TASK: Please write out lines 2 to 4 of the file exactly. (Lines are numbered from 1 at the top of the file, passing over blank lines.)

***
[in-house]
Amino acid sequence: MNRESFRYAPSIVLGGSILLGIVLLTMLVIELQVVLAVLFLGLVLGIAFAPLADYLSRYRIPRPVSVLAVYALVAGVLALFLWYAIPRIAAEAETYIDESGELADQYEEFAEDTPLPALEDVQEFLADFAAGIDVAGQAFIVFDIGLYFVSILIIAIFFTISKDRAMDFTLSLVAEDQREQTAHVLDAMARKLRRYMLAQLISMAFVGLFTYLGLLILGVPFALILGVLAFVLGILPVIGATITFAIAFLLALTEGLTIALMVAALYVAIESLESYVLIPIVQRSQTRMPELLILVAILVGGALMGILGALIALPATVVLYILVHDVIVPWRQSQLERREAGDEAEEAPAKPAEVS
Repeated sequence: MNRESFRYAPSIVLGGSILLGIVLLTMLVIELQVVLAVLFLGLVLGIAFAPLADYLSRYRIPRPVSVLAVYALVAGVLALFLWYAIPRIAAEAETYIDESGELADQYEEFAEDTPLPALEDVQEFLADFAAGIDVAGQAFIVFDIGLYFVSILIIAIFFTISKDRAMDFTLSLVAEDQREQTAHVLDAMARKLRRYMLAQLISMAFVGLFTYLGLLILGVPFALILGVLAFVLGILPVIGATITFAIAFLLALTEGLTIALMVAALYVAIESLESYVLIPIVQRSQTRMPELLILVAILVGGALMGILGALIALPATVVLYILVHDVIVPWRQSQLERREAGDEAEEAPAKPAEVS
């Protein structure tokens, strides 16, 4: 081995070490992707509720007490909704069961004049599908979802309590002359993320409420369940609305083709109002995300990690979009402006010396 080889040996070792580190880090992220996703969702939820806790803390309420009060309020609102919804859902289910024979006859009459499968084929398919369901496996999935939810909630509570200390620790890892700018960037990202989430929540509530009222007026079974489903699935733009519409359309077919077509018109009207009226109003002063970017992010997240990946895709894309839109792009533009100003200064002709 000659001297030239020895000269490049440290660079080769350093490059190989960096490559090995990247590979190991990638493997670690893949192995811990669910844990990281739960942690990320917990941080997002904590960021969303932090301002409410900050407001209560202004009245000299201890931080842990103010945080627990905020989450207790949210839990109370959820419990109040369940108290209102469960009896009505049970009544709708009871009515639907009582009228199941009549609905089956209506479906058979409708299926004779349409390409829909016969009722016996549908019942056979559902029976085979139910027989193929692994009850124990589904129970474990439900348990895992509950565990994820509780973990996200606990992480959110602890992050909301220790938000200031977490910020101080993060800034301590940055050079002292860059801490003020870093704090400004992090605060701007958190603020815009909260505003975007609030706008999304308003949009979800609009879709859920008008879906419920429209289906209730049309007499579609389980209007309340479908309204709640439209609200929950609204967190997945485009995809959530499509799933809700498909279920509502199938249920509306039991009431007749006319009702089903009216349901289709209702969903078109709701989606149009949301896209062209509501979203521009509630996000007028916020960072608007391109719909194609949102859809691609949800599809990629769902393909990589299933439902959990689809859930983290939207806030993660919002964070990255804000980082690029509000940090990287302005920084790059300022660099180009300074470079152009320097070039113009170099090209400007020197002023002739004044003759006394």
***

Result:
Amino acid sequence: MNRESFRYAPSIVLGGSILLGIVLLTMLVIELQVVLAVLFLGLVLGIAFAPLADYLSRYRIPRPVSVLAVYALVAGVLALFLWYAIPRIAAEAETYIDESGELADQYEEFAEDTPLPALEDVQEFLADFAAGIDVAGQAFIVFDIGLYFVSILIIAIFFTISKDRAMDFTLSLVAEDQREQTAHVLDAMARKLRRYMLAQLISMAFVGLFTYLGLLILGVPFALILGVLAFVLGILPVIGATITFAIAFLLALTEGLTIALMVAALYVAIESLESYVLIPIVQRSQTRMPELLILVAILVGGALMGILGALIALPATVVLYILVHDVIVPWRQSQLERREAGDEAEEAPAKPAEVS
Repeated sequence: MNRESFRYAPSIVLGGSILLGIVLLTMLVIELQVVLAVLFLGLVLGIAFAPLADYLSRYRIPRPVSVLAVYALVAGVLALFLWYAIPRIAAEAETYIDESGELADQYEEFAEDTPLPALEDVQEFLADFAAGIDVAGQAFIVFDIGLYFVSILIIAIFFTISKDRAMDFTLSLVAEDQREQTAHVLDAMARKLRRYMLAQLISMAFVGLFTYLGLLILGVPFALILGVLAFVLGILPVIGATITFAIAFLLALTEGLTIALMVAALYVAIESLESYVLIPIVQRSQTRMPELLILVAILVGGALMGILGALIALPATVVLYILVHDVIVPWRQSQLERREAGDEAEEAPAKPAEVS
């Protein structure tokens, strides 16, 4: 081995070490992707509720007490909704069961004049599908979802309590002359993320409420369940609305083709109002995300990690979009402006010396 080889040996070792580190880090992220996703969702939820806790803390309420009060309020609102919804859902289910024979006859009459499968084929398919369901496996999935939810909630509570200390620790890892700018960037990202989430929540509530009222007026079974489903699935733009519409359309077919077509018109009207009226109003002063970017992010997240990946895709894309839109792009533009100003200064002709 000659001297030239020895000269490049440290660079080769350093490059190989960096490559090995990247590979190991990638493997670690893949192995811990669910844990990281739960942690990320917990941080997002904590960021969303932090301002409410900050407001209560202004009245000299201890931080842990103010945080627990905020989450207790949210839990109370959820419990109040369940108290209102469960009896009505049970009544709708009871009515639907009582009228199941009549609905089956209506479906058979409708299926004779349409390409829909016969009722016996549908019942056979559902029976085979139910027989193929692994009850124990589904129970474990439900348990895992509950565990994820509780973990996200606990992480959110602890992050909301220790938000200031977490910020101080993060800034301590940055050079002292860059801490003020870093704090400004992090605060701007958190603020815009909260505003975007609030706008999304308003949009979800609009879709859920008008879906419920429209289906209730049309007499579609389980209007309340479908309204709640439209609200929950609204967190997945485009995809959530499509799933809700498909279920509502199938249920509306039991009431007749006319009702089903009216349901289709209702969903078109709701989606149009949301896209062209509501979203521009509630996000007028916020960072608007391109719909194609949102859809691609949800599809990629769902393909990589299933439902959990689809859930983290939207806030993660919002964070990255804000980082690029509000940090990287302005920084790059300022660099180009300074470079152009320097070039113009170099090209400007020197002023002739004044003759006394």